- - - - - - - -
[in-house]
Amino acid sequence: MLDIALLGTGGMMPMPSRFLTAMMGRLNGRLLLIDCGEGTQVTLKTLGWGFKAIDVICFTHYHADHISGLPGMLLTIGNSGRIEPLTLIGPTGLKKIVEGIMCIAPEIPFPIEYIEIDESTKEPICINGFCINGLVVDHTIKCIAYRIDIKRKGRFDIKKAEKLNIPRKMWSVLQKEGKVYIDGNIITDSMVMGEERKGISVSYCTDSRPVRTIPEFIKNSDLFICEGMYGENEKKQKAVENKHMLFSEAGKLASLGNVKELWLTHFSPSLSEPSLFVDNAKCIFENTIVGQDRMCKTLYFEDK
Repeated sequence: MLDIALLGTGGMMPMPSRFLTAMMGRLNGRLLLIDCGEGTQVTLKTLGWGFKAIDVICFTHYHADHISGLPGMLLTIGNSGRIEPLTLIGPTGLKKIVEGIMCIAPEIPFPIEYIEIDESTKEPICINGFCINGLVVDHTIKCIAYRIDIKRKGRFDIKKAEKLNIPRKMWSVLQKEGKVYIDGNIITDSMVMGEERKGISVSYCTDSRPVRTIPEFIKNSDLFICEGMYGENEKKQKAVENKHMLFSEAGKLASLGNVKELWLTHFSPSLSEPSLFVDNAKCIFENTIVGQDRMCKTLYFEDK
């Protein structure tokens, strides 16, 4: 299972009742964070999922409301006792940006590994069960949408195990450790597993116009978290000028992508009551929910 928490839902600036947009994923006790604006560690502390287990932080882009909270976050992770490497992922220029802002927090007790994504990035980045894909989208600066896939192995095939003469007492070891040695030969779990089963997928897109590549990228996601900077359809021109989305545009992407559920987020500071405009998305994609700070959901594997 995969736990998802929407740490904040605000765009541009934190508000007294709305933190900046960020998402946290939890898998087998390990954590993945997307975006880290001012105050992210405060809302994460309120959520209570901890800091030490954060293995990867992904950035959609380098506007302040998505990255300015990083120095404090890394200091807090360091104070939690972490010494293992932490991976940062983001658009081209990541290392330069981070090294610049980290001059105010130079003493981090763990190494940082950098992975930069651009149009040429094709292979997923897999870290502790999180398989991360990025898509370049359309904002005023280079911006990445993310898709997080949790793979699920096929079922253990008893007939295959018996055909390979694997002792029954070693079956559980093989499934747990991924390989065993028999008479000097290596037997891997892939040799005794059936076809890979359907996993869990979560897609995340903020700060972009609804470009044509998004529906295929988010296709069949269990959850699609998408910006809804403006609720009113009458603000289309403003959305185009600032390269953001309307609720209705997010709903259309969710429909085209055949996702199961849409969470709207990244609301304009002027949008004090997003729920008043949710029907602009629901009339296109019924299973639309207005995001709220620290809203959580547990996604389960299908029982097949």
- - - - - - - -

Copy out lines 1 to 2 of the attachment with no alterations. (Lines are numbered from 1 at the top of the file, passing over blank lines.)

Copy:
[in-house]
Amino acid sequence: MLDIALLGTGGMMPMPSRFLTAMMGRLNGRLLLIDCGEGTQVTLKTLGWGFKAIDVICFTHYHADHISGLPGMLLTIGNSGRIEPLTLIGPTGLKKIVEGIMCIAPEIPFPIEYIEIDESTKEPICINGFCINGLVVDHTIKCIAYRIDIKRKGRFDIKKAEKLNIPRKMWSVLQKEGKVYIDGNIITDSMVMGEERKGISVSYCTDSRPVRTIPEFIKNSDLFICEGMYGENEKKQKAVENKHMLFSEAGKLASLGNVKELWLTHFSPSLSEPSLFVDNAKCIFENTIVGQDRMCKTLYFEDK